VirtualBox – An open source tool for virtualization--- professional, flexible, open

Virtual Box is a general-purpose full virtualizer for x86 hardware. Targeted at server, desktop and embedded use, it is now the only professional-quality virtualization solution that is also Open Source Software. 
VirtualBox is an open source software developed and maintained by Sun Micro systems which is now owner by ORACLE. The main aim is to provide a virtual environment for running guest operating systems. Which means you can run a different operating system inside your current operating system.
It is meant for those people who just love to experiment new things on their PC but are afraid of making any accidental damages to their system. You can also use the .vmdk image files which are created using the VMWare software. Virtual Box can be installed on Linux, Windows, Mac OS X and Solaris platforms.
The important part to note here is the settings of this software. You can limit the amount of RAM to be used by this software. Set it to the 3/4th of what you have in your PC. So that you can run other softwares simultaneously without much trouble.  By default when you click on the VirtualBox windows the mouse control is transferred to the guest OS. To use the mouse for the actual OS use the right ctrl key. You will learn more as you start using this software.
VirtualBox is an Open source software and is available for Windows, Linux and Mac systems. You can download the latest version of VirtualBox from the link given below.

Some of the features of VirtualBox are:
  • Modularity. VirtualBox has an extremely modular design with well-defined internal programming interfaces and a client/server design. This makes it easy to control it from several interfaces at once: for example, you can start a virtual machine in a typical virtual machine GUI and then control that machine from the command line, or possibly remotely. VirtualBox also comes with a full Software Development Kit: even though it is Open Source Software, you don't have to hack the source to write a new interface for VirtualBox.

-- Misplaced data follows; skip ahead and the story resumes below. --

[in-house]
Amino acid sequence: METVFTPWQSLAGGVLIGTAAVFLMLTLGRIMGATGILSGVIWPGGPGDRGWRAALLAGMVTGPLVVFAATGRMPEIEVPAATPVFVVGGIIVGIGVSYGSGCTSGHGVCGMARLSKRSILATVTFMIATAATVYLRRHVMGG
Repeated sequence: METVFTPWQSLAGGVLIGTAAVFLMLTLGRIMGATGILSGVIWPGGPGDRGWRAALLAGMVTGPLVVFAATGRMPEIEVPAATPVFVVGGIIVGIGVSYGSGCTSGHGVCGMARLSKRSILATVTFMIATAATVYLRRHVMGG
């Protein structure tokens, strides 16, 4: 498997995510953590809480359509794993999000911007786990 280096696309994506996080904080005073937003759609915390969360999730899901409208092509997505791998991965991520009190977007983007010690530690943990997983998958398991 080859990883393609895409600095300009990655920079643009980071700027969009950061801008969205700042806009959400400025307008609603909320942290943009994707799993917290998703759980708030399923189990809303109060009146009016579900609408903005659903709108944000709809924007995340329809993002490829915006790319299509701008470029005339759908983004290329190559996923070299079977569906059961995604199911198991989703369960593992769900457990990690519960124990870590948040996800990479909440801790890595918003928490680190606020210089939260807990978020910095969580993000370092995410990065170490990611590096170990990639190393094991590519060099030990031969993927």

• Virtual machine descriptions in XML. The configuration settings of virtual machines are stored entirely in XML and are independent of the local machines. Virtual machine definitions can therefore easily be ported to other computers.
  • Guest Additions for Windows, Linux and Solaris. VirtualBox has special software that can be installed inside Windows, Linux and Solaris virtual machines to improve performance and make integration much more seamless. Among the features provided by these Guest Additions are mouse pointer integration and arbitrary screen solutions (e.g. by resizing the guest window). There are also guest additions for OS/2 with somewhat reduced functionality.
  • Shared folders. Like many other virtualization solutions, for easy data exchange between hosts and guests, VirtualBox allows for declaring certain host directories as "shared folders", which can then be accessed from within virtual machines.
A number of extra features are available with the full VirtualBox release only (see the "Editions" page for details):
  • Virtual USB Controllers. VirtualBox implements a virtual USB controller and allows you to connect arbitrary USB devices to your virtual machines without having to install device specific drivers on the host.
  • Remote Desktop Protocol. Unlike any other virtualization software, VirtualBox fully supports the standard Remote Desktop Protocol (RDP). A virtual machine can act as an RDP server, allowing you to "run" the virtual machine remotely on some thin client that merely displays the RDP data.
  • USB over RDP. With this unique feature, a virtual machine that acts as an RDP server can still access arbitrary USB devices that are connected on the RDP client. This way, a powerful server machine can virtualize a lot of thin clients that merely need to display RDP data and have USB devices plugged in.


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